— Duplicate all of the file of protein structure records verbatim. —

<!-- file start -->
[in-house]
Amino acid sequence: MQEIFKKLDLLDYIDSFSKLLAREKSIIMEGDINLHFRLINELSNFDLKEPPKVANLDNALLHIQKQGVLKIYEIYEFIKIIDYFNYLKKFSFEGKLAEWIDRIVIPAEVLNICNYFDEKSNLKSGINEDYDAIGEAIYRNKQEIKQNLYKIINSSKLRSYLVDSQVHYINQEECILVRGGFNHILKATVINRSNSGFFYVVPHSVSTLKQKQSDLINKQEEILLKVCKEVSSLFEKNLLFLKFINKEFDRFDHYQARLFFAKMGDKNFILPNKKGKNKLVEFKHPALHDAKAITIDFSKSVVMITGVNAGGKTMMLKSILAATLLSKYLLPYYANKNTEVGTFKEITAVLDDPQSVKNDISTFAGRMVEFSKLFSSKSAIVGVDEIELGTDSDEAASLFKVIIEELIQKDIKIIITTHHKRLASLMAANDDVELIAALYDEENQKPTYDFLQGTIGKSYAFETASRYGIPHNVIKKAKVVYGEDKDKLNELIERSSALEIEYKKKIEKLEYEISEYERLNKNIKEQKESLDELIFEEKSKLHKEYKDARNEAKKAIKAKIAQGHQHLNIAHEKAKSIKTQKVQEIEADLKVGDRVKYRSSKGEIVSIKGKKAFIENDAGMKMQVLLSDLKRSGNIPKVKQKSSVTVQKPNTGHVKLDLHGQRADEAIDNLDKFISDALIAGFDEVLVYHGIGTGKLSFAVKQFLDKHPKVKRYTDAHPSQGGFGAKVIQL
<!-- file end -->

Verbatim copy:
[in-house]
Amino acid sequence: MQEIFKKLDLLDYIDSFSKLLAREKSIIMEGDINLHFRLINELSNFDLKEPPKVANLDNALLHIQKQGVLKIYEIYEFIKIIDYFNYLKKFSFEGKLAEWIDRIVIPAEVLNICNYFDEKSNLKSGINEDYDAIGEAIYRNKQEIKQNLYKIINSSKLRSYLVDSQVHYINQEECILVRGGFNHILKATVINRSNSGFFYVVPHSVSTLKQKQSDLINKQEEILLKVCKEVSSLFEKNLLFLKFINKEFDRFDHYQARLFFAKMGDKNFILPNKKGKNKLVEFKHPALHDAKAITIDFSKSVVMITGVNAGGKTMMLKSILAATLLSKYLLPYYANKNTEVGTFKEITAVLDDPQSVKNDISTFAGRMVEFSKLFSSKSAIVGVDEIELGTDSDEAASLFKVIIEELIQKDIKIIITTHHKRLASLMAANDDVELIAALYDEENQKPTYDFLQGTIGKSYAFETASRYGIPHNVIKKAKVVYGEDKDKLNELIERSSALEIEYKKKIEKLEYEISEYERLNKNIKEQKESLDELIFEEKSKLHKEYKDARNEAKKAIKAKIAQGHQHLNIAHEKAKSIKTQKVQEIEADLKVGDRVKYRSSKGEIVSIKGKKAFIENDAGMKMQVLLSDLKRSGNIPKVKQKSSVTVQKPNTGHVKLDLHGQRADEAIDNLDKFISDALIAGFDEVLVYHGIGTGKLSFAVKQFLDKHPKVKRYTDAHPSQGGFGAKVIQL